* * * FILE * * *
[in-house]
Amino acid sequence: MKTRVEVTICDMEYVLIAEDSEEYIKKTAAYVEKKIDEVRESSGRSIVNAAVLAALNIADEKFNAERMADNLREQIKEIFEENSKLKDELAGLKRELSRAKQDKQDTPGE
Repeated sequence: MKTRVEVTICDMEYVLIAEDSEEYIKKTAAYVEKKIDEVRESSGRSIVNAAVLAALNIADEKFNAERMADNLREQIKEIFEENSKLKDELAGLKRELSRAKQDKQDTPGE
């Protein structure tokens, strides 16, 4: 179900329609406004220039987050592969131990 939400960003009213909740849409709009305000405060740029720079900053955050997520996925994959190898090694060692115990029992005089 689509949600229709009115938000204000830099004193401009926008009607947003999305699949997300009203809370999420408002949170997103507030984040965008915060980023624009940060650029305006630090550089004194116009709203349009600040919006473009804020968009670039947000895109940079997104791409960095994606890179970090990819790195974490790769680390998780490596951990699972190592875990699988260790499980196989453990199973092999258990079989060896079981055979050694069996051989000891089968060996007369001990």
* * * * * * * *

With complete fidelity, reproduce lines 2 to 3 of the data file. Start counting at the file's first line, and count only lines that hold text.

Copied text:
Amino acid sequence: MKTRVEVTICDMEYVLIAEDSEEYIKKTAAYVEKKIDEVRESSGRSIVNAAVLAALNIADEKFNAERMADNLREQIKEIFEENSKLKDELAGLKRELSRAKQDKQDTPGE
Repeated sequence: MKTRVEVTICDMEYVLIAEDSEEYIKKTAAYVEKKIDEVRESSGRSIVNAAVLAALNIADEKFNAERMADNLREQIKEIFEENSKLKDELAGLKRELSRAKQDKQDTPGE